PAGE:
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Re: Re: Re: Re: Albert Pujols' Swing

Posted by: Swingbuilder (crjedwards@aol.com) on Tue Jan 25 15:47:12 2005

>>> Wouldn't all the above mentioned players be whip type hitters....meaning that they transfer their weight forward to center? Thanks <<<
> Hi Jeff
> Classifying a batter as a certain “type” of hitter would depend on how you define “type.” By your definition above, any batter that transfers weight forward during the stride would be classified as a “whip type hitter.” Others would say that since they all rotate around a stationary axis, they should be classified as “rotational hitters.”
> This site has always maintained that regardless of how much weight is transferred forward during the stride, all good hitters generate the energy for their swing from rotation around a stationary axis. We define a hitters “type” as either “linear” or “rotational” depending on the type of mechanics they use to transfer the body’s rotational energy into bat speed.
> If the batter’s mechanics extends the hands in a fairly straight (A to B) path, we classify him as more “linear.” If the batter keeps the hands back during initiation and allow shoulder rotation to fling the hands into circular path (CHP), we define him as having “rotational transfer mechanics.”
> What you refer to as a “whip type hitter” would probably have a more linear hand-path. In theory, there is a “crack of the whip” effect when the hands stop at full extension (like snapping a towel). – Jeff, I would advise you that many tests show that theory to be flawed as applied to the baseball/softball swing.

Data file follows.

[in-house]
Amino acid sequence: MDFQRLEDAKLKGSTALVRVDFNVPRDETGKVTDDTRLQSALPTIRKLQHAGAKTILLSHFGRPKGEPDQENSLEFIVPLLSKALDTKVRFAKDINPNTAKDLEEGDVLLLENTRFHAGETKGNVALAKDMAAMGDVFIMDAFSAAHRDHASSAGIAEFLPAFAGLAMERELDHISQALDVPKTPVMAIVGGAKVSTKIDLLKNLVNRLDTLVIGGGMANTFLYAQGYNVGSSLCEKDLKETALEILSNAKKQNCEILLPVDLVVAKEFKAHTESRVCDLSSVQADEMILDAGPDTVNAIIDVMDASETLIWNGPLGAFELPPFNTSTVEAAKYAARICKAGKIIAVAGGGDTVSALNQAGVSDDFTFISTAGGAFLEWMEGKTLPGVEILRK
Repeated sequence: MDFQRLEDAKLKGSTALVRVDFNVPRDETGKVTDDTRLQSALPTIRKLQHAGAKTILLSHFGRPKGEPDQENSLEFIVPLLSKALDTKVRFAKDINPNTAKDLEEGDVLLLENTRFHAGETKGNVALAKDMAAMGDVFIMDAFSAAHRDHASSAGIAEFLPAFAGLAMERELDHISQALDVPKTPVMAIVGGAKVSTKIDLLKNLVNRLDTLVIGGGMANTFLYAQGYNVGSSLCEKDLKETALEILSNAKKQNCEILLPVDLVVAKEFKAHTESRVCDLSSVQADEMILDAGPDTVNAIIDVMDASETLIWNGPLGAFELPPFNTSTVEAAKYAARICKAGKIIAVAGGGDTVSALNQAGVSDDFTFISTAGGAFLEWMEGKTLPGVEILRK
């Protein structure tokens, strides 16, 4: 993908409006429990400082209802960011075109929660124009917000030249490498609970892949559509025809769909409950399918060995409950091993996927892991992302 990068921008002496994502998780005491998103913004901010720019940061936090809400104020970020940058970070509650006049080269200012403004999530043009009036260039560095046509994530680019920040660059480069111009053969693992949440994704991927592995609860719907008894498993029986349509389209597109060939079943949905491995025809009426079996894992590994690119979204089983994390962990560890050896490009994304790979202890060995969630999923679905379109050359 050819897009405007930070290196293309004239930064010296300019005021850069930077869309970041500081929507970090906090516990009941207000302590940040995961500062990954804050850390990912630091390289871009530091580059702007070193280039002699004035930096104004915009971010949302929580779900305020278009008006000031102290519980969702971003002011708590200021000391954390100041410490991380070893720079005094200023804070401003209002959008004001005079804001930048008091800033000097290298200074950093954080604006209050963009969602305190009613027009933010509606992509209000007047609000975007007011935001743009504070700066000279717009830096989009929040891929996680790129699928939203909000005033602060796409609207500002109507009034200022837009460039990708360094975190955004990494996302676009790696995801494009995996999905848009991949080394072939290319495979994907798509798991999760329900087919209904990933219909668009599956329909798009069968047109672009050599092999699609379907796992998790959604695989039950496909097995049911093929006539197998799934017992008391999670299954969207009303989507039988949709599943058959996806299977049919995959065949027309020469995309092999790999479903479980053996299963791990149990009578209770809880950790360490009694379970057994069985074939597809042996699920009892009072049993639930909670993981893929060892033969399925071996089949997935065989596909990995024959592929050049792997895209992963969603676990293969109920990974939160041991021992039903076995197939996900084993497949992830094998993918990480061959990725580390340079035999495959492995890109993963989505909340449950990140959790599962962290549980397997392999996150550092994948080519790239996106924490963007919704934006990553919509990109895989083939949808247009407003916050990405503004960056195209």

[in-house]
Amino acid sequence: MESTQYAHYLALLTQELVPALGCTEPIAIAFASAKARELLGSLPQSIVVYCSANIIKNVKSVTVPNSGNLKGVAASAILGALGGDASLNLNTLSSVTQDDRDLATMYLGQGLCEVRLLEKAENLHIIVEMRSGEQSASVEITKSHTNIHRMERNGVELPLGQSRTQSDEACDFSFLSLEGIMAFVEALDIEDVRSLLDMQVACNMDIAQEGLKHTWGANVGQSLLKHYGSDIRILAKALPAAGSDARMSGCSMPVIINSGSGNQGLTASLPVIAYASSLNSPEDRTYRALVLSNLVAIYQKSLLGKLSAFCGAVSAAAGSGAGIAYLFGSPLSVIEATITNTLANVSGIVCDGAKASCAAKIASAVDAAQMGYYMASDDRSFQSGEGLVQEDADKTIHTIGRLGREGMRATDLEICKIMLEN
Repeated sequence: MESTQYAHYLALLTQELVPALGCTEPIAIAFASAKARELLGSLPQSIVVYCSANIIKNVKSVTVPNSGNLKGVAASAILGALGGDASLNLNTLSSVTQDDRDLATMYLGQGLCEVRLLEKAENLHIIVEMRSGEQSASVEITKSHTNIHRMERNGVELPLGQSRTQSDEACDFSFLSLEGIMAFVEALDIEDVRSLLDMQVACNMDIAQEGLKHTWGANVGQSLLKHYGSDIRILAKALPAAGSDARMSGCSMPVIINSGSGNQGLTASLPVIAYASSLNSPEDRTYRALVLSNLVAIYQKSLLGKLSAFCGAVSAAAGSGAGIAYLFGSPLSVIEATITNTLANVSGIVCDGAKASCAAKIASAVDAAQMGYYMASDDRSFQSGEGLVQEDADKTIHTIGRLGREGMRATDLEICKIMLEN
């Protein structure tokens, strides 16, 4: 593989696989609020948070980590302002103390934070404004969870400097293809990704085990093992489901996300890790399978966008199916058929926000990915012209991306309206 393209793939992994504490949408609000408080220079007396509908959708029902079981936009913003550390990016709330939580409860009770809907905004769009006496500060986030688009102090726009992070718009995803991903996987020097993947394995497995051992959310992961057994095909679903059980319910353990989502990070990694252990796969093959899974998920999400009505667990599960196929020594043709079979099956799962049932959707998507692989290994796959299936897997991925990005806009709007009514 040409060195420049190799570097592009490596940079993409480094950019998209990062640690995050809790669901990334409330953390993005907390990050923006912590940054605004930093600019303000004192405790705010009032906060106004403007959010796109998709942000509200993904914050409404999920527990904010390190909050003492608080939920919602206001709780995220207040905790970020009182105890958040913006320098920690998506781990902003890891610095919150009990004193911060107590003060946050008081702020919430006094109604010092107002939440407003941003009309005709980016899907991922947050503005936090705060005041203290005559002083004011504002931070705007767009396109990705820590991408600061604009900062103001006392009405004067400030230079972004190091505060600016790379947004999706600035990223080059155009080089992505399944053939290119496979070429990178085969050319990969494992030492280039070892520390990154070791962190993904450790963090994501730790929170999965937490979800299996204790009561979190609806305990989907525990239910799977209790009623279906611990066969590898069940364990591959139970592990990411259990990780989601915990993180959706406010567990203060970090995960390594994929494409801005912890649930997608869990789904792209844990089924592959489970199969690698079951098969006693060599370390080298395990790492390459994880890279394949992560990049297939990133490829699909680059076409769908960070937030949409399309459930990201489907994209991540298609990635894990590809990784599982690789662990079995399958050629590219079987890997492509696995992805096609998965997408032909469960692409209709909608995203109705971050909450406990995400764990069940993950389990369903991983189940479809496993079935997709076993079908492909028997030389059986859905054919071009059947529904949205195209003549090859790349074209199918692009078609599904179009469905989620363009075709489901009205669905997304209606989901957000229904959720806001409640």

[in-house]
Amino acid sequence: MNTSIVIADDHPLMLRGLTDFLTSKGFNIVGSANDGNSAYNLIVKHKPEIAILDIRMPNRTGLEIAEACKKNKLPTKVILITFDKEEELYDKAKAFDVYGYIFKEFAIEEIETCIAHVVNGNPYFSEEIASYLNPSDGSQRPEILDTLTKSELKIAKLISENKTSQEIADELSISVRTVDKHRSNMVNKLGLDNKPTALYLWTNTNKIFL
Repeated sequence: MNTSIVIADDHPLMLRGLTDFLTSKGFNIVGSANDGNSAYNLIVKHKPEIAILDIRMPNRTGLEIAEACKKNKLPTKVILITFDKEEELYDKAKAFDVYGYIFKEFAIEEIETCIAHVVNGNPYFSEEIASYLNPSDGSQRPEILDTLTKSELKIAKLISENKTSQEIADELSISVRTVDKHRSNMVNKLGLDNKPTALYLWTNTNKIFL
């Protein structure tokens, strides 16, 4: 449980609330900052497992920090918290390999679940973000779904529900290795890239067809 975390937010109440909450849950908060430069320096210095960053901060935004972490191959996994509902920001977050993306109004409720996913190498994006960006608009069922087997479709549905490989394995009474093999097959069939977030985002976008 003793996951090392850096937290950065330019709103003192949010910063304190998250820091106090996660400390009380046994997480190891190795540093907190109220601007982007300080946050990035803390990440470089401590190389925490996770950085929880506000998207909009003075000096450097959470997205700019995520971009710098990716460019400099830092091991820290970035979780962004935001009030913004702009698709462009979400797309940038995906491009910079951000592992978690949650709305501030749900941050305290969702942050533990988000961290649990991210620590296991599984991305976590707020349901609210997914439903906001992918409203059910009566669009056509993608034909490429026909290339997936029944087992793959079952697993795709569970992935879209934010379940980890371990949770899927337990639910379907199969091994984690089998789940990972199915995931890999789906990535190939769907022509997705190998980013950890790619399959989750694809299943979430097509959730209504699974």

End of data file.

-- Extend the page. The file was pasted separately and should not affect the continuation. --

> Jack Mankin
> Jack...Thanks for the follow up.....I'm not an advocate of the hands stopping at full extension, and don't really know who would be. I see a circular path in every big league hitter I have seen on video. But I do advocate a movement forward to center. Jack, is it possible you could direct me to a video clip where a hitter has stopped his hands at extension?

All the hitters you mentioned have a weight transfer forward to center. They drive forward with their backside leg and thigh, yet they maintain their center by stopping that forward movement with the frontside landing on a flexed knee. Then begin the rotation process by firming the frontside leg( I call this resistence between frontside and backside ) and with a circular hand path. Wouldn't a hitter that just reaches with his foot and sits back and rotate be more of a spinner. A guy that comes off the ball and doesn't reach his full power potential? I think maybe we are on the same path...I have your final arc CD and am just trying to sort through it. Any help from this thread from me would be greatly appreciated. Thanks


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